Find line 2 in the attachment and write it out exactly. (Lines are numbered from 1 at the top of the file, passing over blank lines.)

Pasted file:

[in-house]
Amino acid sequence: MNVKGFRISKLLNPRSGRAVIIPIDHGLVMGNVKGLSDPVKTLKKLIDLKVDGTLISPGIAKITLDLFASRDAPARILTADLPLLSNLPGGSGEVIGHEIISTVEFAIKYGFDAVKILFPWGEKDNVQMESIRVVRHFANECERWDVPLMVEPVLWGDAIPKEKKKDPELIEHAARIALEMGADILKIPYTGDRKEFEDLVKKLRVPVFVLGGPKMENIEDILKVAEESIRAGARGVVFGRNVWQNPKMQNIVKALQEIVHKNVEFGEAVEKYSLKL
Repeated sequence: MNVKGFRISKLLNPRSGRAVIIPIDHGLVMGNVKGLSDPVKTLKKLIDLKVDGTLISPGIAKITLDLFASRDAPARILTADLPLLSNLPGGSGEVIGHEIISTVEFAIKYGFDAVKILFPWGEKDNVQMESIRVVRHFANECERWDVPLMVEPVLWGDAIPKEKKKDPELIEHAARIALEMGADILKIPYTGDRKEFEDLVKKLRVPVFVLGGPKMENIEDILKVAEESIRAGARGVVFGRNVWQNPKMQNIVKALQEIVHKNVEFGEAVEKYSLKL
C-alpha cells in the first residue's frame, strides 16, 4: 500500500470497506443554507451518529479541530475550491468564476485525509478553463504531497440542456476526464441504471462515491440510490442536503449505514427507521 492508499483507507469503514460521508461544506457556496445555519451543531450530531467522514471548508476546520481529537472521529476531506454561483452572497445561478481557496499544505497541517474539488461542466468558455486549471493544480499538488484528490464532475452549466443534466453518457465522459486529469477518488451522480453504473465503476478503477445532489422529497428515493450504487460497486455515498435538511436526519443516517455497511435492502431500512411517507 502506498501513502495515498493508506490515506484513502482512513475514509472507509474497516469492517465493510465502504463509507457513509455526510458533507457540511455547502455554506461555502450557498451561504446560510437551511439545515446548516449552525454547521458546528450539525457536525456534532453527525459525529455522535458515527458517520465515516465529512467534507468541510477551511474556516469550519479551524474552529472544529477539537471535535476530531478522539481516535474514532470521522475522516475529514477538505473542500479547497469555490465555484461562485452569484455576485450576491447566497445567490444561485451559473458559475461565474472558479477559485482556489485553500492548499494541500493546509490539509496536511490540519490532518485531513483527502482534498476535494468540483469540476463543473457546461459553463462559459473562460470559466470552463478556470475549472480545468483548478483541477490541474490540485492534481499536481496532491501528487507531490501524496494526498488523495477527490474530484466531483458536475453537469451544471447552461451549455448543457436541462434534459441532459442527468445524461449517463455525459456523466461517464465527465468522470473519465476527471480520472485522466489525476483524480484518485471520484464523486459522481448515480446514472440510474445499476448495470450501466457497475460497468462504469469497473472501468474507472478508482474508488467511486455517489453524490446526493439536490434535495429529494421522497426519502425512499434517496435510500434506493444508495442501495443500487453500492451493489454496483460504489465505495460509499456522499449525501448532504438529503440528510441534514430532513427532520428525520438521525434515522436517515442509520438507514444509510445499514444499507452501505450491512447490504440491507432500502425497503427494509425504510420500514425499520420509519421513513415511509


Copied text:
Amino acid sequence: MNVKGFRISKLLNPRSGRAVIIPIDHGLVMGNVKGLSDPVKTLKKLIDLKVDGTLISPGIAKITLDLFASRDAPARILTADLPLLSNLPGGSGEVIGHEIISTVEFAIKYGFDAVKILFPWGEKDNVQMESIRVVRHFANECERWDVPLMVEPVLWGDAIPKEKKKDPELIEHAARIALEMGADILKIPYTGDRKEFEDLVKKLRVPVFVLGGPKMENIEDILKVAEESIRAGARGVVFGRNVWQNPKMQNIVKALQEIVHKNVEFGEAVEKYSLKL